Tuesday, July 26, 2005

National Geographic's genographic atlas

National Geographic has started a human genome project...see this beautiful genographic atlas.

For those of you who have not been tested, check out the services they offer...comparatively reasonable prices.


Ancient migration patterns

This map, provided by Family Tree DNA, gives a pretty good image of the migration patterns of ancient populations from one continent to another.


Connection: Southern Siberia ~ Native American haplogroups origins

Mitochondrial DNA diversity in indigenous populations of the southern extent of Siberia, and the origins of Native American haplogroups.

Starikovskaya EB, Sukernik RI, Derbeneva OA, Volodko NV, Ruiz-Pesini E, Torroni A, Brown MD, Lott MT, Hosseini SH, Huoponen K, Wallace DC. Laboratory of Human Molecular Genetics, Institute of Cytology and Genetics, Siberian Division, Russian Academy of Sciences, Novosibirsk.

Summary In search of the ancestors of Native American mitochondrial DNA (mtDNA) haplogroups, we analyzed the mtDNA of 531 individuals from nine indigenous populations in Siberia. All mtDNAs were subjected to high-resolution RFLP analysis, sequencing of the control-region hypervariable segment I (HVS-I), and surveyed for additional polymorphic markers in the coding region. Furthermore, the mtDNAs selected according to haplogroup/subhaplogroup status were completely sequenced. Phylogenetic analyses of the resulting data, combined with those from previously published Siberian arctic and sub-arctic populations, revealed that remnants of the ancient Siberian gene pool are still evident in Siberian populations, suggesting that the founding haplotypes of the Native American A-D branches originated in different parts of Siberia.

Thus, lineage A complete sequences revealed in the Mansi of the Lower Ob and the Ket of the Lower Yenisei belong to A1, suggesting that A1 mtDNAs occasionally found in the remnants of hunting-gathering populations of northwestern and northern Siberia belonged to a common gene pool of the Siberian progenitors of Paleoindians. Moreover, lineage B1, which is the most closely related to the American B2, occurred in the Tubalar and Tuvan inhabiting the territory between the upper reaches of the Ob River in the west, to the Upper Yenisei region in the east.

Finally, the sequence variants of haplogroups C and D, which are most similar to Native American C1 and D1, were detected in the Ulchi of the Lower Amur. Overall, our data suggest that the immediate ancestors of the Siberian/Beringian migrants who gave rise to ancient (pre-Clovis)Paleoindians have a common origin with aboriginal people of the area now designated the Altai-Sayan Upland, as well as the Lower Amur/Sea of Okhotsk region.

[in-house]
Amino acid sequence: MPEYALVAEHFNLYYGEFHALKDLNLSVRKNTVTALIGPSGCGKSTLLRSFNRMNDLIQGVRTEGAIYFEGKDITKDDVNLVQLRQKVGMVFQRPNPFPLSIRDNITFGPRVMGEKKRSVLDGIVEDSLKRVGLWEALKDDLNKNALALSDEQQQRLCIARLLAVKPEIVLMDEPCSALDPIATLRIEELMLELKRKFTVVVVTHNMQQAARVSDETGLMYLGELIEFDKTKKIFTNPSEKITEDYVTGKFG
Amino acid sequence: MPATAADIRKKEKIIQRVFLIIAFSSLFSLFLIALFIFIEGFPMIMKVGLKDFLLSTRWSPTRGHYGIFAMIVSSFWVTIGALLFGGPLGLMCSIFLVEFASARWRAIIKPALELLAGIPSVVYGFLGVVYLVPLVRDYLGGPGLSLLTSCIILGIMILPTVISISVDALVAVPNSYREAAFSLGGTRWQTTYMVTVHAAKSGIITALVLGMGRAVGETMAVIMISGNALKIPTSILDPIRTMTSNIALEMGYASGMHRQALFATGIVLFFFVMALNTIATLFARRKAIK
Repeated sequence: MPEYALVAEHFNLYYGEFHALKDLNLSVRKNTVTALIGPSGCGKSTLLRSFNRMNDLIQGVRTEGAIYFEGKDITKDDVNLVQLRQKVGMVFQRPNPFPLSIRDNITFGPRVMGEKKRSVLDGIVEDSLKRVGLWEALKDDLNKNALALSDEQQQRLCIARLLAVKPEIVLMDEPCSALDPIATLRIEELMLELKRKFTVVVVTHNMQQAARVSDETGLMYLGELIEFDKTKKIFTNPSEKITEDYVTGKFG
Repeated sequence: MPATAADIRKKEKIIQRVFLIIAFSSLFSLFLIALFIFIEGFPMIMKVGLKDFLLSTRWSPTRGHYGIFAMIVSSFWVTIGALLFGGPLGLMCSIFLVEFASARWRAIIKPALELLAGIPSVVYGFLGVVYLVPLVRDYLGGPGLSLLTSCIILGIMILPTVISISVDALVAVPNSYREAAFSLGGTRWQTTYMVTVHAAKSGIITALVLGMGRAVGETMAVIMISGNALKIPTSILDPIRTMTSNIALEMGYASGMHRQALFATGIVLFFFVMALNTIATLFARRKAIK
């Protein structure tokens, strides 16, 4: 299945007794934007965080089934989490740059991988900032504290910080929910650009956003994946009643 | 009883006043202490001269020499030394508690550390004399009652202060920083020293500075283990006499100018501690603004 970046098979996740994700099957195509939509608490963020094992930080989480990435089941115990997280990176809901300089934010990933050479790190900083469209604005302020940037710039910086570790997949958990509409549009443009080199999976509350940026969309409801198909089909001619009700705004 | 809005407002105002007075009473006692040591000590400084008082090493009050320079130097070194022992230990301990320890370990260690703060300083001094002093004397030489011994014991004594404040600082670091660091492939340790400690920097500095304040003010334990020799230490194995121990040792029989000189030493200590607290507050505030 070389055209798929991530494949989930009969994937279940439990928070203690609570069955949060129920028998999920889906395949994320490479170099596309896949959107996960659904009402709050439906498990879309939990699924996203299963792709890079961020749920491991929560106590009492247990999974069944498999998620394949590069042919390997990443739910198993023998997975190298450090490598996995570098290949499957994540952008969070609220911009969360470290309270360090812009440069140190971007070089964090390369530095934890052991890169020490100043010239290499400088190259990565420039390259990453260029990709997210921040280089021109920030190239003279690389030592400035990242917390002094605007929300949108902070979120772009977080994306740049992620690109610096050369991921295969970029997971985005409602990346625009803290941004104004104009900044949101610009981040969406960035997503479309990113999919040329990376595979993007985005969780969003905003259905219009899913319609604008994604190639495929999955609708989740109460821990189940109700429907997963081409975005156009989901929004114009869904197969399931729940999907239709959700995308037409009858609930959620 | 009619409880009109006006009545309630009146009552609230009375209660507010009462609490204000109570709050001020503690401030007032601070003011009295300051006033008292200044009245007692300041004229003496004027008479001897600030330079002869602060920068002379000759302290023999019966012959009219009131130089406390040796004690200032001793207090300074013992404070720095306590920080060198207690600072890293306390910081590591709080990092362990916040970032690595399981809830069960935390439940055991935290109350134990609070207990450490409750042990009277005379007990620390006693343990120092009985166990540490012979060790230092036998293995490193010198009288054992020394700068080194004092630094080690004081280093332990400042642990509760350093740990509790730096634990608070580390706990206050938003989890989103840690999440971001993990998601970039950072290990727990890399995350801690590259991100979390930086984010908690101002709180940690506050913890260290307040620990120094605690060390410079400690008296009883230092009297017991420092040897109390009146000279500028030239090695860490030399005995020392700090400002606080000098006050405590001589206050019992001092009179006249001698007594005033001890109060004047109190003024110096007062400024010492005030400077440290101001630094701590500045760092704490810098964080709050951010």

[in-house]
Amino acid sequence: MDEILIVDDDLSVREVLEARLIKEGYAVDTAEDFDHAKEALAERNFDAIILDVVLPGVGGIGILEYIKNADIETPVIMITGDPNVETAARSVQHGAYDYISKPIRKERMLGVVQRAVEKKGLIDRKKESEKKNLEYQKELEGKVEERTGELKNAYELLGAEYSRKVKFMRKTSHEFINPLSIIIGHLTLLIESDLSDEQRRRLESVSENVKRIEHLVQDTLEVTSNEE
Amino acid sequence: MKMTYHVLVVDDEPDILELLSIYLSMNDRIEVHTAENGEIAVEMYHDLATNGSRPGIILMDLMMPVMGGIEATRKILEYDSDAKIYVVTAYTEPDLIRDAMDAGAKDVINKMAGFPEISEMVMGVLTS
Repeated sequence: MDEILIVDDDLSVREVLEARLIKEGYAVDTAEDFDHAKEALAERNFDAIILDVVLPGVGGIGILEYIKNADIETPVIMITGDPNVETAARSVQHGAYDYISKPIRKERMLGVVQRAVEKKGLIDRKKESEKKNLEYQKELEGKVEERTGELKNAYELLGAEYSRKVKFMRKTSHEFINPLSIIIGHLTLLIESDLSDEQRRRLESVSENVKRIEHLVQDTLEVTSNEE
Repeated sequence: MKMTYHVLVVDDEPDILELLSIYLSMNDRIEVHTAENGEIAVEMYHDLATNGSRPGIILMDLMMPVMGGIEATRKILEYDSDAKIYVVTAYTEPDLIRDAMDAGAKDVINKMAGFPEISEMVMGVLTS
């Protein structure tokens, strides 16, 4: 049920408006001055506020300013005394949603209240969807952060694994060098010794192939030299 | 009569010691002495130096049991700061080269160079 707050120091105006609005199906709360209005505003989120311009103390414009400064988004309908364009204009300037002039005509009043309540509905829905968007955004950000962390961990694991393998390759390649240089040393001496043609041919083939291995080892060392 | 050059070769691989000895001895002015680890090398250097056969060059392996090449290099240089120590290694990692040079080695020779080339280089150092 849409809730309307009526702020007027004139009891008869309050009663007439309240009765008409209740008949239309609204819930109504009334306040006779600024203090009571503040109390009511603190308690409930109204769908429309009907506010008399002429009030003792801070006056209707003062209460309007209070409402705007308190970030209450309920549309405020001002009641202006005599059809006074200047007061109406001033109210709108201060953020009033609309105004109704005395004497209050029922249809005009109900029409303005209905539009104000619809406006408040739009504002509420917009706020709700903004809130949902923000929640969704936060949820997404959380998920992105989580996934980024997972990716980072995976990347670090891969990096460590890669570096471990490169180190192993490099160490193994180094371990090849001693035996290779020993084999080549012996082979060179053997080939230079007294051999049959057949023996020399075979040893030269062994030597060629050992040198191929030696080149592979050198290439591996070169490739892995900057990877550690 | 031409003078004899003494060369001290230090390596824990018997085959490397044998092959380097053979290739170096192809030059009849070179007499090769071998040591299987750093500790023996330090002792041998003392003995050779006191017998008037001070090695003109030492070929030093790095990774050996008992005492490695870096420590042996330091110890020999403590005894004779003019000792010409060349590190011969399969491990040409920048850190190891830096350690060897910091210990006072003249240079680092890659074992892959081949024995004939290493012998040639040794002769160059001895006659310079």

"Ann. Human Genet. 2005 Jan; 69(Pt 1):67-89. "
PMID: 15638829 [PubMed - in process]

Sunday, July 24, 2005

A comeback !!!

Oh my, this seemed to be my orphaned site.

I have started this blog with the intention to eventually develop it into a clearinghouse of information about DNA-genetics, and specifically, for those of us who have tested as haplogroup C via our mothers' lineage.

I, for one, took the DNA test, basically out of curiosity, in my search for my ancestral past. Little did I expect to find that approximately 5 of my 8 great grandparents must have been either part American Indian or nearly full blooded.

What an awesome finding!

The only ancestor I have any kind of information about was my mother's grandfather who immigrated here from France in the second half of the 19th century.

Hopefully, we can get some sort of 'dialogue' going soon. I have accumulated a number of anthropological and DNA-genealogy studies, which I'll be posting this week, that deal with the different 'pockets' of haplogroup C throughout North and South America and areas of Eurasia.

Tuesday, June 28, 2005

Haplogroup C ~ what it means to us

A couple of years ago I decided to 'invest' some of the birthday money I'd received from my family and have my DNA tested.

The first test I sent for was a 'personal anthropology' test a.k.a. DNA Print. The results? The startling information that I am 60% Indo-European, i.e. Caucasian / 40% Native American.

Yikesss!!! what a surprise, for someone who had jumped on the genealogy bandwagon not too long before then and had come up practically empty handed.

My nuclear family is one of those whose answer to any questions relevant to ancestry is, "now, why are you interested in the dead? Who cares who those old people were?"

There may be a category in some social psychologist's handbook under "you know you come from a dysfunctional family when...." !!

What drove you to get tested? Were you aware of Native American ancestry in your conventional genealogical research?